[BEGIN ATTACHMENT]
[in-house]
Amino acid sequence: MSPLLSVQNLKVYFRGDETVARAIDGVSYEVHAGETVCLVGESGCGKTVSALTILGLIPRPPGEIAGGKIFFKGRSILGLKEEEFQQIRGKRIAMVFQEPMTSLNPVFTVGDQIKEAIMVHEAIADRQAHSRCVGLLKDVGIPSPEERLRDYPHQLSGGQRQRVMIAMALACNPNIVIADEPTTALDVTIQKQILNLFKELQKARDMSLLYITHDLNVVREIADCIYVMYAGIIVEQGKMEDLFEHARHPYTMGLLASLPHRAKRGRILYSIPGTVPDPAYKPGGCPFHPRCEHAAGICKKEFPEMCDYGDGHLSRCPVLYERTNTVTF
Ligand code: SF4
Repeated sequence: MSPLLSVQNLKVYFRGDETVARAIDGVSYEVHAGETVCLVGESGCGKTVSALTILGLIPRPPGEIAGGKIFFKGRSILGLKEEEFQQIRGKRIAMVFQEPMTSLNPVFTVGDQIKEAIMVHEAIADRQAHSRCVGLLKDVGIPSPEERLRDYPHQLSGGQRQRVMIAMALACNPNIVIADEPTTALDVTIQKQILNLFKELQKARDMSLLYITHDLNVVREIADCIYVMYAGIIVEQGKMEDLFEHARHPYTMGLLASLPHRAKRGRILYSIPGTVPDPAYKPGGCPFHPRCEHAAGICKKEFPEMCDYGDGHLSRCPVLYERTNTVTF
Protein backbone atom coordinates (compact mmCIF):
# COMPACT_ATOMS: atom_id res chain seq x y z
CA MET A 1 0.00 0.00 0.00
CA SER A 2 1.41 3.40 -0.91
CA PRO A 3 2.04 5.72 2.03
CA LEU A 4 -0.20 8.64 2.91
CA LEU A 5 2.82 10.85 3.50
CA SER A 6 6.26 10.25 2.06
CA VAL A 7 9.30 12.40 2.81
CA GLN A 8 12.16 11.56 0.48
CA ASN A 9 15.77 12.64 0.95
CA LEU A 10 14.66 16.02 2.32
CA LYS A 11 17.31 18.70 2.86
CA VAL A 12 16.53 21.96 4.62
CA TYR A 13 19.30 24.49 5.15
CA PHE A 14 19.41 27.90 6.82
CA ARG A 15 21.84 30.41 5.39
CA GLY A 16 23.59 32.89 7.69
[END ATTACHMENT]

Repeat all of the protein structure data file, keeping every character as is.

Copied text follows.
[in-house]
Amino acid sequence: MSPLLSVQNLKVYFRGDETVARAIDGVSYEVHAGETVCLVGESGCGKTVSALTILGLIPRPPGEIAGGKIFFKGRSILGLKEEEFQQIRGKRIAMVFQEPMTSLNPVFTVGDQIKEAIMVHEAIADRQAHSRCVGLLKDVGIPSPEERLRDYPHQLSGGQRQRVMIAMALACNPNIVIADEPTTALDVTIQKQILNLFKELQKARDMSLLYITHDLNVVREIADCIYVMYAGIIVEQGKMEDLFEHARHPYTMGLLASLPHRAKRGRILYSIPGTVPDPAYKPGGCPFHPRCEHAAGICKKEFPEMCDYGDGHLSRCPVLYERTNTVTF
Ligand code: SF4
Repeated sequence: MSPLLSVQNLKVYFRGDETVARAIDGVSYEVHAGETVCLVGESGCGKTVSALTILGLIPRPPGEIAGGKIFFKGRSILGLKEEEFQQIRGKRIAMVFQEPMTSLNPVFTVGDQIKEAIMVHEAIADRQAHSRCVGLLKDVGIPSPEERLRDYPHQLSGGQRQRVMIAMALACNPNIVIADEPTTALDVTIQKQILNLFKELQKARDMSLLYITHDLNVVREIADCIYVMYAGIIVEQGKMEDLFEHARHPYTMGLLASLPHRAKRGRILYSIPGTVPDPAYKPGGCPFHPRCEHAAGICKKEFPEMCDYGDGHLSRCPVLYERTNTVTF
Protein backbone atom coordinates (compact mmCIF):
# COMPACT_ATOMS: atom_id res chain seq x y z
CA MET A 1 0.00 0.00 0.00
CA SER A 2 1.41 3.40 -0.91
CA PRO A 3 2.04 5.72 2.03
CA LEU A 4 -0.20 8.64 2.91
CA LEU A 5 2.82 10.85 3.50
CA SER A 6 6.26 10.25 2.06
CA VAL A 7 9.30 12.40 2.81
CA GLN A 8 12.16 11.56 0.48
CA ASN A 9 15.77 12.64 0.95
CA LEU A 10 14.66 16.02 2.32
CA LYS A 11 17.31 18.70 2.86
CA VAL A 12 16.53 21.96 4.62
CA TYR A 13 19.30 24.49 5.15
CA PHE A 14 19.41 27.90 6.82
CA ARG A 15 21.84 30.41 5.39
CA GLY A 16 23.59 32.89 7.69